January 21, 2018 Newsletter

The Year Ahead

City Council will meet to discuss and adopt the City’s big picture priorities for the upcoming year at its retreat on February 3. Housing will surely come away on top. And because it’s an election year, while it may not get much airtime at the retreat, for many residents a key priority will be public accountability.

It’s easy to say yes, I’m pro-housing, or anti-traffic. But as with all public policy, the devil is in the details. How will the City advance its priorities and how it will impact our daily lives? Will residents have an influential voice?

To help you keep track of where we’re headed as a city, and begin to consider how you might feel about it, in this issue we highlight some:

Click here for Notable Upcoming Action.

Public Accountability

Be on the lookout for results of Palo Alto’s 2017 National Citizens Survey, typically released in coordination with the Council retreat. Last year’s edition of this statistically valid survey indicated a continuing decline in the percentage of residents who rated Palo Alto’s quality of life as excellent/good. It also showed low satisfaction with the “Overall direction that Palo Alto is taking” (40% excellent/good) and that the City is “Generally acting in the best interest of the community” (44% excellent/good).

The City’s Code Enforcement Audit is also likely to be released early this year. Our October 10, 2017 Newsletter featured a primer on code enforcement and why it matters. Initiated largely due to low, yet seemingly contradictory ratings for the “Quality of code enforcement” in last year’s National Citizens Survey, it is hoped that the audit will offer insights into residents’ understanding and reporting of code violations and the impact of additional staffing and a new online reporting system on successful resolution of complaints. A survey associated with the Code Enforcement Audit also included several questions for residents about housing issues that will surely feed into policy discussions in the year ahead.

Finally, though the timing is uncertain, it seems likely that the State’s Fair Political Practices Commission will conclude its investigation into the campaign finance practices of Mayor Kniss’ 2016 re-election campaign.

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Policies and Strategies

In February (tentatively scheduled for February 5), Council will take up a housing work plan prompted by a Colleagues Memo from Councilmembers Fine, Kniss and Wolbach. The goals of the plan are to:

  1. Revise city rules to facilitate greater variety and quantity of both below market rate (BMR) and moderately-sized market-rate housing;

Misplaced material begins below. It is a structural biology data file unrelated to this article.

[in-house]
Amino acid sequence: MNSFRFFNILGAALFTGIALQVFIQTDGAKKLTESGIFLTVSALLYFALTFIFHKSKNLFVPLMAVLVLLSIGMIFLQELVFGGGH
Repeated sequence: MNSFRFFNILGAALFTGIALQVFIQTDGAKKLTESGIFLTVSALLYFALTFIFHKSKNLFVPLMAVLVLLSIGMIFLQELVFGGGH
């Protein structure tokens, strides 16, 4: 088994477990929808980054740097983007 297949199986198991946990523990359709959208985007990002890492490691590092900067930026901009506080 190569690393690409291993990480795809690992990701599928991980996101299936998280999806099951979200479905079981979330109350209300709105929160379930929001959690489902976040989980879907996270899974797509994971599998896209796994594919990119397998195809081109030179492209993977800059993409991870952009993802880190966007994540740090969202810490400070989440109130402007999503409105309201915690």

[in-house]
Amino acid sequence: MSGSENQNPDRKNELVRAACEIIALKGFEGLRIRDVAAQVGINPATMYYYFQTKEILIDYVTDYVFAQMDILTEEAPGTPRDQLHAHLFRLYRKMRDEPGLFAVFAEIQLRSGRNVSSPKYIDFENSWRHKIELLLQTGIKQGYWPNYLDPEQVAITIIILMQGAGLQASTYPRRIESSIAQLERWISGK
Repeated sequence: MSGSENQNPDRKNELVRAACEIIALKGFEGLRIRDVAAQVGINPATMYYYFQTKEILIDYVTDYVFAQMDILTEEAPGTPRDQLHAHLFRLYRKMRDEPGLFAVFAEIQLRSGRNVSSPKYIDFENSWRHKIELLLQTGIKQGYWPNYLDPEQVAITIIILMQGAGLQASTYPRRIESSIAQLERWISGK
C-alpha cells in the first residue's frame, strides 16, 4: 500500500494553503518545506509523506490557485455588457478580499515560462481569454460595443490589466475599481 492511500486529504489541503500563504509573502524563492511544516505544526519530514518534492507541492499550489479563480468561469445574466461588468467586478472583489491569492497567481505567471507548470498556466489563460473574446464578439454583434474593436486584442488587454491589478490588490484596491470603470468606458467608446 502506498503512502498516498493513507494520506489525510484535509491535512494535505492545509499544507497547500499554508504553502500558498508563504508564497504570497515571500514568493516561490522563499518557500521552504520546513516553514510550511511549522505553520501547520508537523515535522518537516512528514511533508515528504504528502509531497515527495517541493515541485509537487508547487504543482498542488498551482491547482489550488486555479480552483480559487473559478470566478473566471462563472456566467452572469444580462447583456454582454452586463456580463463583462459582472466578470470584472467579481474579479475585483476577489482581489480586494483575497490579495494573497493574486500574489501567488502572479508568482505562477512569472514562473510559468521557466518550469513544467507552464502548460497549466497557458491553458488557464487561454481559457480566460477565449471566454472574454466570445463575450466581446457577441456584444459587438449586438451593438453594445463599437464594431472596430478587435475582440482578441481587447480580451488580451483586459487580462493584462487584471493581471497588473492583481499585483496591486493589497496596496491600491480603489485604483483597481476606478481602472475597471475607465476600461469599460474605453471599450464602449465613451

2. Increase housing density near jobs, transit, and services; and
  3. Streamline approvals for new housing projects.

Key questions:

  • Will the City prioritize affordability or is it just driving toward “more”? Will it expand BMR (subsidized) housing beyond a token percentage required to be included with market rate units? Will it develop solutions for Palo Altans who can’t quality for BMR subsidies and can’t afford market rate housing?
  • What does “moderately-sized” mean? Will it meet the needs of families with kids and/or seniors or prioritize singles? Will it be accessible to Palo Alto’s existing middle income renters, or be snatched up by incoming workers with higher wages?
  • Will the City carefully target increased density based on existing conditions in specific neighborhoods? Or will it take a one-size fits all approach?
  • Will “streamlined approvals” eliminate neighborhood review? Design and compatibility guidelines? Impact analyses?

State mandates

As noted in our December 4 newsletter, the State’s 2017 housing laws created some new opportunities, but also major limitations on local flexibility and control.

Key questions:

  • Will the Council opt to revise our zoning code to preserve some local prerogatives impacted by 2017 State action?
  • Will the City take a formal position with regard to proposed State legislation in 2018 that seeks to further reduce local flexibility and control?

** Stay tuned for future coverage of State Senator Scott Weiner’s new housing bill, SB-827, that would override local zoning controls on height, density, parking and design review on all properties within a certain distance from public transit. The bill would allow 45-85 foot heights, including in R-1 (single family) zones.